In a generation of attention deficit disorder and learning disabilities, we should never forget the fact that Moshe Rabbeinu was a stutterer. In this context, I received the following dvar Torah from Rav Yossi Knopfelmacher, principal of the Netivot Moshe school in Kadimah:
“The Torah doesn’t hide Moshe’s disability. Just the opposite. It is written explicitly that he was not perfect. He had ‘a heavy mouth and a heavy tongue,’ and he confesses, ‘I am not a man of words.’
“Let’s imagine a child who has difficulty speaking and expressing himself, especially in public. What sort of thoughts preoccupy his parents? They surely ask themselves: ‘What will become of him? How will he grow up and develop normally and raise a family?’
“As opposed to these gloomy prognostications, what does the Torah teach us? We learn that Moshe Rabbeinu, whose speech was initially all but unintelligible to those around him, accepted a mission upon himself – which he gladly shared with his brother Aharon, who assisted him every step of the way – and succeeded. Moshe became the paradigm for a leader, the greatest leader human history has ever known.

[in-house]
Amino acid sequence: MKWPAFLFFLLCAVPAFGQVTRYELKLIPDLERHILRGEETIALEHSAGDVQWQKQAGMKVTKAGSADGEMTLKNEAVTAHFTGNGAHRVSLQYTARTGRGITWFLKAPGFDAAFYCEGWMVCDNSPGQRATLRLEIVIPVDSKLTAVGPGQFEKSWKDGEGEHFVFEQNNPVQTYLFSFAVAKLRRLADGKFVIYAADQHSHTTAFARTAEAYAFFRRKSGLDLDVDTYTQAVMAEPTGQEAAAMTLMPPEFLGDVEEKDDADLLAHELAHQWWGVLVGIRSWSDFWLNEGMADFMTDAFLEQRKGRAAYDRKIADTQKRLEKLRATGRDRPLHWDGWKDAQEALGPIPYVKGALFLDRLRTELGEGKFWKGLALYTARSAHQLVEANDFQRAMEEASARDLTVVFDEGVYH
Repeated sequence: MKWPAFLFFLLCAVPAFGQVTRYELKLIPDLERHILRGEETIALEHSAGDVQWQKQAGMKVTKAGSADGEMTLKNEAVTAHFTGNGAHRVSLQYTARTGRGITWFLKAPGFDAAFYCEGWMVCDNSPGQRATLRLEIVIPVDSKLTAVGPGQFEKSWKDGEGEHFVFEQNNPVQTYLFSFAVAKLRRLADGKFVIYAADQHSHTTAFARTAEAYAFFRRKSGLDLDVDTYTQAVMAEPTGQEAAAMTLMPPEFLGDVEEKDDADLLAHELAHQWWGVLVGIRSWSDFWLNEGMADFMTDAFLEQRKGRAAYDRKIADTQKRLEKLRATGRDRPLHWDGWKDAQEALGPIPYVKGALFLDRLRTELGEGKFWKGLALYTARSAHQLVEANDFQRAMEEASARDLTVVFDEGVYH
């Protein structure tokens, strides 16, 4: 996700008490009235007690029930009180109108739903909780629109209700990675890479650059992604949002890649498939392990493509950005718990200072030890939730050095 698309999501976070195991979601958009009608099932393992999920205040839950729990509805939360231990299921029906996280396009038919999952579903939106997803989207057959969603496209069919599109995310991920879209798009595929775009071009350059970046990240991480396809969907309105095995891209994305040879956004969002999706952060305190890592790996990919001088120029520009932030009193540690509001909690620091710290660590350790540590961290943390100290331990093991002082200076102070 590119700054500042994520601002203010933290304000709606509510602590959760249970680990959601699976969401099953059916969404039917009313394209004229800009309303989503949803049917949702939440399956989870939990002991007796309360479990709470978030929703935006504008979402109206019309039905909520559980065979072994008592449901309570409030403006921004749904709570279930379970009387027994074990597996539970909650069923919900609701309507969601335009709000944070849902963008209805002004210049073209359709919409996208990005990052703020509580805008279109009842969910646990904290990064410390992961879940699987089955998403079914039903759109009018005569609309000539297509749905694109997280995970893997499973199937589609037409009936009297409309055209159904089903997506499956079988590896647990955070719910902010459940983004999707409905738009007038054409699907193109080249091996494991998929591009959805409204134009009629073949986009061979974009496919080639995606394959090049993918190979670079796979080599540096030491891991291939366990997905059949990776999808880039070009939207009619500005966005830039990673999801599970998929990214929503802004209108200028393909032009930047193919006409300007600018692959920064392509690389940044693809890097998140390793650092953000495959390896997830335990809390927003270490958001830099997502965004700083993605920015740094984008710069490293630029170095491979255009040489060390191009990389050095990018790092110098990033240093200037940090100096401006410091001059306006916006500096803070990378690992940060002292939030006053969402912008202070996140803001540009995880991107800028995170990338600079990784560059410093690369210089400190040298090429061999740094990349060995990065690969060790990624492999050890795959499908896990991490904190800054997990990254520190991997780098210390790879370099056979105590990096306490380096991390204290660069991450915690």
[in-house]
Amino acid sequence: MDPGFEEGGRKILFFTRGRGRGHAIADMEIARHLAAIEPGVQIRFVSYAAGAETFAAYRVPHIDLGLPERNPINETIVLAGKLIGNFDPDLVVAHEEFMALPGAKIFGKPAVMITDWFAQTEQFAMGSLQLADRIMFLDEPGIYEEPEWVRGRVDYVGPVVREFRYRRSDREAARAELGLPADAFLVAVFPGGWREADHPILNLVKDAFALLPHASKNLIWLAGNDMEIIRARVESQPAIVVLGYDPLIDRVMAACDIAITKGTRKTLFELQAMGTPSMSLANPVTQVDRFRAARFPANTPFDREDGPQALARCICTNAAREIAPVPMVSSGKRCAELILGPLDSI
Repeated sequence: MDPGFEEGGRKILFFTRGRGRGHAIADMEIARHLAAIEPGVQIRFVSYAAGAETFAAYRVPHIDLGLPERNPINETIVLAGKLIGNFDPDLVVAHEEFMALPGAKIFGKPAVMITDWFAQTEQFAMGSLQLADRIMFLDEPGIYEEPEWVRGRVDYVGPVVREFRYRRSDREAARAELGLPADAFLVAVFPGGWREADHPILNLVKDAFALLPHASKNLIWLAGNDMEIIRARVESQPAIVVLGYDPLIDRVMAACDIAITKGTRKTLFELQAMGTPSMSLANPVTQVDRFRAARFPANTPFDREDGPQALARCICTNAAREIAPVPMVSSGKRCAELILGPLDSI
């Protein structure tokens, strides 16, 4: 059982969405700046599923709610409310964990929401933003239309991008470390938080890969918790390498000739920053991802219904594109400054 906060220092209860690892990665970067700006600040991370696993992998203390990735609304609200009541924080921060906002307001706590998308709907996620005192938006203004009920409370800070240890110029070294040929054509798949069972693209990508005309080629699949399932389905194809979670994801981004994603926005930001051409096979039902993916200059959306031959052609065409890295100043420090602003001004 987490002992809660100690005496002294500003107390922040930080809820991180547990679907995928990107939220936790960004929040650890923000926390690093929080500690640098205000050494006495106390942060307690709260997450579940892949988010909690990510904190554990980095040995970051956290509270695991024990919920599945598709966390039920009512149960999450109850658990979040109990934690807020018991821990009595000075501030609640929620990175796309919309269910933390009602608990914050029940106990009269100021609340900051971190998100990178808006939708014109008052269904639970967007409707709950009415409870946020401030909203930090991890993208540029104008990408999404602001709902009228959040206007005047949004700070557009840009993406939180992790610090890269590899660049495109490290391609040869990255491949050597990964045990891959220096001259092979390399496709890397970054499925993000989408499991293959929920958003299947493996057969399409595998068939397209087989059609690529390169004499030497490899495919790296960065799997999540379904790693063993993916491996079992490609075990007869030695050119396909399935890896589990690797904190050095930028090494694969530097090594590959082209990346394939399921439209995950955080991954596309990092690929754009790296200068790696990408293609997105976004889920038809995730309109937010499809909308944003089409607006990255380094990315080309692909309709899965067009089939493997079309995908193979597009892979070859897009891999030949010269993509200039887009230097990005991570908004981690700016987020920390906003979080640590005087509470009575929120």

“The person who admitted he had difficulty enunciating words or speaking became the greatest prophet of all time, taught the people Torah, and has not stopped speaking to us until today…
“Moshe’s life is inspiring and reassuring to children with learning disabilities and to their parents. We do not run the world. There is awesome hidden potential in every child. The initial diagnosis of a deficiency does not conclusively determine the future of anyone.”
(Translation by Yehoshua Siskin)